Implementation Spotlight: Telensa
Rising energy and maintenance costs due to aging street lighting equipment are some among many of the reasons local authorities are choosing to invest in PLANet — ‘Public Lighting Active Network’ from Telensa. Using a robust Ext-based user interface to control up to 150,000 lights wirelessly, PLANet from Telensa can measure each lamp individually and switch on any combination of lamps within seconds. Get a unique insight into the development challenges faced at Telensa using Ext JS as their front-end of choice.
We needed to choose a library that was consistent in the way that it presents information to the user, but also consistent in the way that you code using the library.
Tell us a little bit about PLANet and your goals for the application.
PLANet is a street lighting telemanagement system, for remote control and monitoring of street lights. Telecells are installed on street lights as replacements to photocells. These establish wireless connection to a base station, which is a central radio that can also be installed on a street lighting column. A base station can accommodate up to 10,000 telecells over a ranges of 2-3km (urban) and 5-8km (rural). Numerous base stations make up a single system.
Base stations connect over regular IP network links to a central system, which runs the overall system. The central system is also a web server and provides the web based user interface. Because of the nature of the system and its eventual possible use by local police, fire departments and authorities, the main challenge throughout has been focused around performance, robustness and fail safe mechanisms.
Efficiency and CO2 reduction benefits
PLANet gives street lighting operators tight control of their lights which translates into a highly energy efficient system – the lights can be programmed to switch on only when needed depending on the time of day, the day of the week, the season, the light level or even the occasion. How much of an energy saving this could make will depend on how aggressive the lighting policies are, but we estimate that using PLANet could help reduce a local authority’s street light energy consumption by up to 40%. This is not an insignificant number when you consider, for example, that the annual energy consumed by all of Europe’s street lights is estimated at 35TWh representing some 1.3% of all electricity consumption.
Why did you choose Ext JS?
With all Ext components extending the ‘Observable’ class we had the ability to write consistent code in an event-driven manner, much like writing a desktop application, not easily achieved with other libraries. What’s more is that we knew it would work cross-browser, again something not easily achieved that saves countless hours on large projects.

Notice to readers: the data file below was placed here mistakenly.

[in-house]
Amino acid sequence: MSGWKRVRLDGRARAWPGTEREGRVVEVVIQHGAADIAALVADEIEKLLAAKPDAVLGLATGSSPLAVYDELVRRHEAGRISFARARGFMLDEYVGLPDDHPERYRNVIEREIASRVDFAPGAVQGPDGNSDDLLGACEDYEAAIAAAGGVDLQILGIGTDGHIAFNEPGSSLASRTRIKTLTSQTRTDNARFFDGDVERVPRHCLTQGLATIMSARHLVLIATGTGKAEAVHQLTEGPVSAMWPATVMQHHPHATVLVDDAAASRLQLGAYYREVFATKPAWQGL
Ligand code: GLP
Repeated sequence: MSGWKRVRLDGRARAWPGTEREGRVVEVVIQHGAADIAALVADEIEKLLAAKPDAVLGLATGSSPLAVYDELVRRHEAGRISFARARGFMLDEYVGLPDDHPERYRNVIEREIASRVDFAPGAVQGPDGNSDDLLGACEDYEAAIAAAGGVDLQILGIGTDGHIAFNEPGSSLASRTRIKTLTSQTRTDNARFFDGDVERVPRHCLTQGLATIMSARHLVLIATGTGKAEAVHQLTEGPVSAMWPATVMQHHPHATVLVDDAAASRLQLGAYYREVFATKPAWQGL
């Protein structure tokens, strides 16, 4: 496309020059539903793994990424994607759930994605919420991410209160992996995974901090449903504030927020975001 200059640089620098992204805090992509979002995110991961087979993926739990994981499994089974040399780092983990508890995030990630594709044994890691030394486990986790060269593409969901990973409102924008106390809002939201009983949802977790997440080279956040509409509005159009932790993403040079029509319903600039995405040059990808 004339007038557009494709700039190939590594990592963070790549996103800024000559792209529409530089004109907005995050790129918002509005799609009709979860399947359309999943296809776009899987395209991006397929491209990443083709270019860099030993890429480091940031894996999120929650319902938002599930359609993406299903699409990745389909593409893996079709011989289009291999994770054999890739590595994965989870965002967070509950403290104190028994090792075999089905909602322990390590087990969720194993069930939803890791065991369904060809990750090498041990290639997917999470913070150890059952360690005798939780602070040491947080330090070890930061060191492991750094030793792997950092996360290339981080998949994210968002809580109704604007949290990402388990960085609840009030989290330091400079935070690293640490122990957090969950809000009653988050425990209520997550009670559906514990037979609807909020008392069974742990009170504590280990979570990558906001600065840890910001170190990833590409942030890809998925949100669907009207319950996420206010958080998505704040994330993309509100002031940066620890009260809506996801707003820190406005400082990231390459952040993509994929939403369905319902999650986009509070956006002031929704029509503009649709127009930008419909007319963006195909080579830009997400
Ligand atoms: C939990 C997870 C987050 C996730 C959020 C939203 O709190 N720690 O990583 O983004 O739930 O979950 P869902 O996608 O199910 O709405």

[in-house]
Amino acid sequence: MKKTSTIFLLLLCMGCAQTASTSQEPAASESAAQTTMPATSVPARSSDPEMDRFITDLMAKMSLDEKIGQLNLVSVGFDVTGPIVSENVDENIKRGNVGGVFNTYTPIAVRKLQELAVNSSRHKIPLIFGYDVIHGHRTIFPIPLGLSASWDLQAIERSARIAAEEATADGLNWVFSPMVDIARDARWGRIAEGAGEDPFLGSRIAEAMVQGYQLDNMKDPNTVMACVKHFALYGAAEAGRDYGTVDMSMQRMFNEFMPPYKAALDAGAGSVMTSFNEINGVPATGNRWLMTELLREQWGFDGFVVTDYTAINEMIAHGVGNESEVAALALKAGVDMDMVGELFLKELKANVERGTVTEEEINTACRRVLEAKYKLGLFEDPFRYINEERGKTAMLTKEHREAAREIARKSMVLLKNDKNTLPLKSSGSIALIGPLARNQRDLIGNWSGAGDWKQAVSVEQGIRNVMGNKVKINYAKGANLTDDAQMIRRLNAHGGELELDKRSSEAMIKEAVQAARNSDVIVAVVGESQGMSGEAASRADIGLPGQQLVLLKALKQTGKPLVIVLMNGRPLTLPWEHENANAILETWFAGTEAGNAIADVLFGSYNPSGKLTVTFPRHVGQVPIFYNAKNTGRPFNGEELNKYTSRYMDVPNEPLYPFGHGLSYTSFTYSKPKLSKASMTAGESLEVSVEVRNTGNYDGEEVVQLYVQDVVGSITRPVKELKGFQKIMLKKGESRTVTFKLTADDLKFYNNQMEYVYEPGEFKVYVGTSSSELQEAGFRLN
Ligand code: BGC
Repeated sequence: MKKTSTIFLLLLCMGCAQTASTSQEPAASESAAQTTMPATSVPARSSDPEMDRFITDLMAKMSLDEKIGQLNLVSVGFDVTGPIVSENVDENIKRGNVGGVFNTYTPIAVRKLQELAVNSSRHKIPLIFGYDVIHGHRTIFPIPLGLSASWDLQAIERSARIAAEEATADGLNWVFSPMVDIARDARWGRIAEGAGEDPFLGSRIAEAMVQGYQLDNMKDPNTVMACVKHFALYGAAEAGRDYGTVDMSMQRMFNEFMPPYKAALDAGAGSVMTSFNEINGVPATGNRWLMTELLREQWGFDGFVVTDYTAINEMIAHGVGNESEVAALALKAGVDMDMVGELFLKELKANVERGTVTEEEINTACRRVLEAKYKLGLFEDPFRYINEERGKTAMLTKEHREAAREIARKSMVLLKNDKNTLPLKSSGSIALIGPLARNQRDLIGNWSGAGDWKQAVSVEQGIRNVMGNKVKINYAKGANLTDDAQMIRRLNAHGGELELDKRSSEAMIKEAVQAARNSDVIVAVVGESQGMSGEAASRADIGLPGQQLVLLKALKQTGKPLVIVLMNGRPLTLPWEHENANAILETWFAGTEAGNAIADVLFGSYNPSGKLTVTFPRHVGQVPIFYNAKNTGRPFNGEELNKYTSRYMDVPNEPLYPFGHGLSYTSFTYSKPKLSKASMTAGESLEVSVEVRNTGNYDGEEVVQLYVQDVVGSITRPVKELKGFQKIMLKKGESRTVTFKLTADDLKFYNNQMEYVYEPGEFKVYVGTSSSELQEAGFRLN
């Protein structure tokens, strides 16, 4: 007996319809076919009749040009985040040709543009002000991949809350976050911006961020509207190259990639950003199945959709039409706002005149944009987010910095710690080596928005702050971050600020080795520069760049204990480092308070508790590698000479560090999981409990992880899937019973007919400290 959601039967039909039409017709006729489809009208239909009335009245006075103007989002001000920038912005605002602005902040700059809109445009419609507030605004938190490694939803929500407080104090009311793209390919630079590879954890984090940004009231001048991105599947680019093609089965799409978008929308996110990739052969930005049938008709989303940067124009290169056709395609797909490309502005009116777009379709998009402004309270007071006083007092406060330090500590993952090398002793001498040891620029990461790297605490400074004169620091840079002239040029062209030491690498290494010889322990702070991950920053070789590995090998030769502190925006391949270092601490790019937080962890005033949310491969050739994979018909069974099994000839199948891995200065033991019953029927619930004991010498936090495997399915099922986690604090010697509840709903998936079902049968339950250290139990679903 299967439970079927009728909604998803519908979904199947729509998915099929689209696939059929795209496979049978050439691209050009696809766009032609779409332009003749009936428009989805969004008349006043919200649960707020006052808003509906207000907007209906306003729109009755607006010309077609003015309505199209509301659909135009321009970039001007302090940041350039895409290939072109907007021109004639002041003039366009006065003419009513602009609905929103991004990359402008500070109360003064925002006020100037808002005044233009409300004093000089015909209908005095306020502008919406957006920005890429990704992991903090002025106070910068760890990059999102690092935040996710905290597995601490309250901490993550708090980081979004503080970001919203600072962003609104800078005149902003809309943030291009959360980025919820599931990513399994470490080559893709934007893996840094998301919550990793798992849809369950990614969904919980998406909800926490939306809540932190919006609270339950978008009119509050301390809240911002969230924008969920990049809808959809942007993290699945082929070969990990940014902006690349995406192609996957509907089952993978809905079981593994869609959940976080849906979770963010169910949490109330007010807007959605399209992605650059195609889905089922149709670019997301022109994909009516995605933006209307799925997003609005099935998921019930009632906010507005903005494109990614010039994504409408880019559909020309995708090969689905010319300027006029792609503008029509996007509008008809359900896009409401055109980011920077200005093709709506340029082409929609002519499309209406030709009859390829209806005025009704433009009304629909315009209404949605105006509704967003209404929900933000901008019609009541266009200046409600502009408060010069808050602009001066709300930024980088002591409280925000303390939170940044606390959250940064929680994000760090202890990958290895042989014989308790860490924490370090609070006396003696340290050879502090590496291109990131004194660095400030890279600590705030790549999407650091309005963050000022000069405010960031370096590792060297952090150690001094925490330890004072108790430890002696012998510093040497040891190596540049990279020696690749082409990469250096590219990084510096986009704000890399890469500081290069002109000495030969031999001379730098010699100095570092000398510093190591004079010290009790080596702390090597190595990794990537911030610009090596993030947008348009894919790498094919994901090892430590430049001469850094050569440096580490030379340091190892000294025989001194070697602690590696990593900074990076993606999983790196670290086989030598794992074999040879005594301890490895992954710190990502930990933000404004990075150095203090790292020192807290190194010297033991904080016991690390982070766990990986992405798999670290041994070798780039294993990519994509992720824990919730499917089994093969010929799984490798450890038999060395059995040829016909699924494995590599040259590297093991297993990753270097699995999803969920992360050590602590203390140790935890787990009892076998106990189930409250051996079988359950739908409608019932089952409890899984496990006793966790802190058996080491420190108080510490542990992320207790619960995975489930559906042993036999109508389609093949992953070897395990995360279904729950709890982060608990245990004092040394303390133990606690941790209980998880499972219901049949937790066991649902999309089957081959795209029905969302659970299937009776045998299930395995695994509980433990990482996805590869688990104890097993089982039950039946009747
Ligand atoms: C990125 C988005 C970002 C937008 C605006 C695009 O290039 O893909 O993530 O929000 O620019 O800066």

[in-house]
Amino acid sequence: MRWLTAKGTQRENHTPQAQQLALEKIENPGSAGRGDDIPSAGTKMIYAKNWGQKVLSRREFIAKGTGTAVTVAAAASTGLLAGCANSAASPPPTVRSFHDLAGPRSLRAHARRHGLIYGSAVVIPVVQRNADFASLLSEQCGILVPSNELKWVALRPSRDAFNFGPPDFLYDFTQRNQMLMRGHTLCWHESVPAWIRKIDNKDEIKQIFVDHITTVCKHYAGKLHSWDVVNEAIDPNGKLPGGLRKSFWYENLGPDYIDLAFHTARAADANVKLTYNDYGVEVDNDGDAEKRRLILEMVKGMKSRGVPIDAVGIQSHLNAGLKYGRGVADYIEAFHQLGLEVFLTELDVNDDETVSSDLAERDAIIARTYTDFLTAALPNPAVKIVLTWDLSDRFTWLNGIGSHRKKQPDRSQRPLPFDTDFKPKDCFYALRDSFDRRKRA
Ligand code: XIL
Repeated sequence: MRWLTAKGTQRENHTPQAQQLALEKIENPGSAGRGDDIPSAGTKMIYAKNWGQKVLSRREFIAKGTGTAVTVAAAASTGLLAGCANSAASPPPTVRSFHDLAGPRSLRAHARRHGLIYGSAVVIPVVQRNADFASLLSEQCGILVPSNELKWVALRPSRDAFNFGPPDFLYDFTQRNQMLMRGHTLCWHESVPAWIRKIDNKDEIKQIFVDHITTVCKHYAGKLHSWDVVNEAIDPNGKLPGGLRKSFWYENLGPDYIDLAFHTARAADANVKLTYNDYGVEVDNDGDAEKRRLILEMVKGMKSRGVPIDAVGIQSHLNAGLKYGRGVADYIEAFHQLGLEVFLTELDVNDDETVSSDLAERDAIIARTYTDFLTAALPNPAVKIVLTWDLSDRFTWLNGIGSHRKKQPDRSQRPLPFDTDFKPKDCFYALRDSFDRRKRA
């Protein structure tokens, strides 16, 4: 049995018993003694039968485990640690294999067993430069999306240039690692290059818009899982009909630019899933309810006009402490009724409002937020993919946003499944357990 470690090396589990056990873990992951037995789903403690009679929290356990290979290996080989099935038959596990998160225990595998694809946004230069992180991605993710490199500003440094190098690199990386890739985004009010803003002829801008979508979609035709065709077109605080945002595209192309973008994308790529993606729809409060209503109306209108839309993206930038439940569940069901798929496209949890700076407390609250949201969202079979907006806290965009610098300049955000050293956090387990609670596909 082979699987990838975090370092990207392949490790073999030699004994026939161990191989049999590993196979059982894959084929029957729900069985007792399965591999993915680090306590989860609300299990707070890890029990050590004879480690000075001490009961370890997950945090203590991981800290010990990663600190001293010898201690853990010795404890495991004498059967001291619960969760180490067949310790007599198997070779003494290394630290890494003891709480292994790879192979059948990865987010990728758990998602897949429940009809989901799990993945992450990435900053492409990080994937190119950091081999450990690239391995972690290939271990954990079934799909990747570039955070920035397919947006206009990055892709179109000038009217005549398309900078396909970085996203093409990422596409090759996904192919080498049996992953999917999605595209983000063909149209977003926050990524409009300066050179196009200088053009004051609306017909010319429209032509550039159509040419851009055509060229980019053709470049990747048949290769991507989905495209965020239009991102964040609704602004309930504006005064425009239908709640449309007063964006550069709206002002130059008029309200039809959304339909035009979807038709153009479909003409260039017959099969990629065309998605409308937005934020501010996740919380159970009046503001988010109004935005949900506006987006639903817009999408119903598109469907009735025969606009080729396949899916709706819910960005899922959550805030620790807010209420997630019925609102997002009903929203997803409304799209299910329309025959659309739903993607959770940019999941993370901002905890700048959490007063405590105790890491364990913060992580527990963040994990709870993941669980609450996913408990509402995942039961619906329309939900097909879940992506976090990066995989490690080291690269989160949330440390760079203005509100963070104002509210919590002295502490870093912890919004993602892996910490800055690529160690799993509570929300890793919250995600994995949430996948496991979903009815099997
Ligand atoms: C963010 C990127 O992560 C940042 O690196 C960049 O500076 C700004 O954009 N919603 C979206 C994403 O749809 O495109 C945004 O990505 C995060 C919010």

The PLANet application is extremely feature-rich. How did you manage the UI code complexity?
What other techniques did you use to achieve consistency throughout the UI?
Despite significant use of the database to generate UI components, we also extended the grid in other ways to provide state saving, filtering and export functionality.
Each grid can be exported to CSV, taking into account current state and filtering. State of the grid is saved upon each change and when the page is unloaded. In addition, each grid layout can be saved to the database using a simple drop down menu. Filtering is made easy through the use of Ext.Window, with different filters appearing based on the column data type.
What features could we add to Ext to make building a rich application like PLANet easier in the future?
We have found that as we expand the way we want to work with the library, the library is expanding to meet our needs, reminding us why we chose Ext in the first place.
Once an application gets over a certain size, and customer releases become more frequent, the burden of testing the application starts to take its toll. An Ext supported test suite would save huge amounts of time. The current problem of test suites with Ext is being able to reliably predict the automatic ids that Ext generates for page elements. Test tools are beginning to implement support for CSS selectors to overcome this problem, but few currently exist. Ext could provide better documentation on how to build better test cases with Ext so that more time can be spent on development rather than testing.
Do you have any advice for developers using Ext for the first time?
- Understanding the major UI components (grid, form, tree etc)
- How to integrate your existing data with Ext
- How to use Ext Layouts
- The Ext Component Model
Of course, there is only one real way to learn, and that is to get on and do it!